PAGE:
An Isogeometric Boundary Element Method with Subdivision Surfaces for Helmholtz analysis
Zhaowei Liu  1, *@  , Robert Simpson  1@  , Fehmi Cirak  2@  
1 : School of Engineering
University of Glasgow, Glasgow G12 8QQ -  United Kingdom
2 : Department of Engineering
University of Cambridge, Trumpington Street, Cambridge CB2 1PZ -  United Kingdom
* : Corresponding author

Isogeometric Analysis (IGA) has rapidly expanded in recent years into a major research effort to link Computer Aided Design (CAD) and numerical methods driven by the need for more effcient industrial design tools. The central idea of IGA is that the same discretisation model is used for both design and analysis which eliminates costly model conversion processes encountered in traditional engineering design work flows. IGA was originally conceived by Hughes et al. [1] and has predominately focussed on the use of the Finite Element Method, but work has also applied the approach to the Boundary Element Method (BEM) where distinct advantages are found, stemming from the need for only a surface mesh. In the majority of IGA implementations the most commonly used CAD discretisation is the Non-Uniform Rational B-Spline (NURBS) due to its ubiquitous nature in CAD software. However, NURBS technology has limitations due to its tensor-product nature and a number of researchers have developed alternative CAD discretisations which overcome this limitation. One such example is T-spline technology which has been employed in an IGA setting by Bazilevs et al. [2] in 2010. Subdivision surfaces provide another alternative for overcoming the limitations of NURBS, initially introduced by Cirak [3] in 2000.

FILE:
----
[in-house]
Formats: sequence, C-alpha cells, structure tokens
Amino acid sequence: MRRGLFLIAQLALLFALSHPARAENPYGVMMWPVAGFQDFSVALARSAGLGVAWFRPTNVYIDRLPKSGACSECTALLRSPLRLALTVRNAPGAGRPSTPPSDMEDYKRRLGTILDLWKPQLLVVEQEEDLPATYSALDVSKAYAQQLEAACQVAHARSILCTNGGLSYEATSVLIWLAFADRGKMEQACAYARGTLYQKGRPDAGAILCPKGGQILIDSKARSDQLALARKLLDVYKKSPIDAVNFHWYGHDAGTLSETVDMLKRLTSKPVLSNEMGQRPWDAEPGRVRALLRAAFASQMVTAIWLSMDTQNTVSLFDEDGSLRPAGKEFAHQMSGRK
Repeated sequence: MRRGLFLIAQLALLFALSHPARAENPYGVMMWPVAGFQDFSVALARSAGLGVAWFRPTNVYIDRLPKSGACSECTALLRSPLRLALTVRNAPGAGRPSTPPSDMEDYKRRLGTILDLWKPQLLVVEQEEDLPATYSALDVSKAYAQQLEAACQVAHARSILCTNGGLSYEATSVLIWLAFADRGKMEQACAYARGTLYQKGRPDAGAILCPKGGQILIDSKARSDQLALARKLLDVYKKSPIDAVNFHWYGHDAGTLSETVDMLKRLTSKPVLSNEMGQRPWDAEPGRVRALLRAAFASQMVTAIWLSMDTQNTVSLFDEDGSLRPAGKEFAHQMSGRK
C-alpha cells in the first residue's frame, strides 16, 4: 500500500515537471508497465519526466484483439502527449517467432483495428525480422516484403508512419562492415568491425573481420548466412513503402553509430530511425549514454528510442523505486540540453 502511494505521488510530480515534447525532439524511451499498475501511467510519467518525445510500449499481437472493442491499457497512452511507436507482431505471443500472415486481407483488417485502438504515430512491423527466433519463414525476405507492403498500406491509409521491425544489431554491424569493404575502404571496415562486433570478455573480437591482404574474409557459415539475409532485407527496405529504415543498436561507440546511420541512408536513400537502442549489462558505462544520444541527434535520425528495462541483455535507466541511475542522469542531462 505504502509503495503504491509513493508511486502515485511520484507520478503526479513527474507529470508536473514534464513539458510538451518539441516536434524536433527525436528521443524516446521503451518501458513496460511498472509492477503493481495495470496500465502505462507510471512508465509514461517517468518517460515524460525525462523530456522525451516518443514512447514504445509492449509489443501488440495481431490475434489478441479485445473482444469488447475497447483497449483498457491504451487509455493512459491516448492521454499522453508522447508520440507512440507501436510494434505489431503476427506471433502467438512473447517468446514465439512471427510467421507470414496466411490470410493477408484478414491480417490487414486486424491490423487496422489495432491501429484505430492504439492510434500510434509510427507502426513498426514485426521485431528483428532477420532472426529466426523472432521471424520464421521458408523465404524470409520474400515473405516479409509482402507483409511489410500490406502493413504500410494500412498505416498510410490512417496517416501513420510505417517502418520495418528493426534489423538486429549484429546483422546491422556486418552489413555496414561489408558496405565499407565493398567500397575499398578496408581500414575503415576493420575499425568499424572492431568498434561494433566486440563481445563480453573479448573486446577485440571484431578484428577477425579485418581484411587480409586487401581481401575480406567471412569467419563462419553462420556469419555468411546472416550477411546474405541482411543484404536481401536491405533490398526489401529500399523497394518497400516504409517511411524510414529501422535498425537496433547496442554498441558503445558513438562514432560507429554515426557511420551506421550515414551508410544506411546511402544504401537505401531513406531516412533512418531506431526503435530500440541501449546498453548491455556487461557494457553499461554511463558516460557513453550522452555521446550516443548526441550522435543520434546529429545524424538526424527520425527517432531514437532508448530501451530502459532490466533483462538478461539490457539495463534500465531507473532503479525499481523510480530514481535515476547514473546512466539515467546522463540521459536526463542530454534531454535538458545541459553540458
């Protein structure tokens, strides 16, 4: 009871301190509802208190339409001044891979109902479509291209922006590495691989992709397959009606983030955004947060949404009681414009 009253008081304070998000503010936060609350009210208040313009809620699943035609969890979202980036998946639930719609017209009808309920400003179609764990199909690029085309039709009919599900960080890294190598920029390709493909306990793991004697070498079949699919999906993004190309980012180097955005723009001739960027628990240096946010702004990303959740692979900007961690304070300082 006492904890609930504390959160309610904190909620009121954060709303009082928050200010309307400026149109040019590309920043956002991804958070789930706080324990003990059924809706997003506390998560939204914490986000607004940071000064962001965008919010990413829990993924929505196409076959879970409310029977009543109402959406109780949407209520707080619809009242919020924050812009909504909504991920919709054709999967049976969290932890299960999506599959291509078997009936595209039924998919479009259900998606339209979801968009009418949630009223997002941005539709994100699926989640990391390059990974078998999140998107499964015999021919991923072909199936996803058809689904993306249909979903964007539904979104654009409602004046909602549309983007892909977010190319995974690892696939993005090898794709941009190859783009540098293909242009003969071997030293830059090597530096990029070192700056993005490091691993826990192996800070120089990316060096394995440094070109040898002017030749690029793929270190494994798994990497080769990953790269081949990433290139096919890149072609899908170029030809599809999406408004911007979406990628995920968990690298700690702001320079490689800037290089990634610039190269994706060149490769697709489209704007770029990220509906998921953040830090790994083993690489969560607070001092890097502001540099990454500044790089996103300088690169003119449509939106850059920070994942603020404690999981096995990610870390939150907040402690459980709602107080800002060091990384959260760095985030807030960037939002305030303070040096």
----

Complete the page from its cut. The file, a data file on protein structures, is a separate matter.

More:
The present work develops a new isogeometric Boundary Element Method with subdivision surfaces for solving Helmholtz problems. We find that by adopting the high order (quartic) basis functions of subdivision surfaces to perform Helmholtz analysis a higher accuracy per degree of freedom is obtained over equivalent Lagrangian discretisations. We demonstrate this through two Helmholtz problems with closed-form solutions: a pulsating sphere and a plane wave impinged on a `hard' sphere. Furthermore, we illustrate how the approach is able to handle geometries with arbitrary complexity showcasing the potential of the approach for integrated design and analysis software.

[1] Hughes et al., CMAME 194 (39) pp.4135-4195 (2005)

[2] Bazilevs et al. CMAME 199 (5-8) pp. 229-263 (2010) 

[3] Cirak et al., IJNME 47 (12) pp.2039-2072 (2000) 

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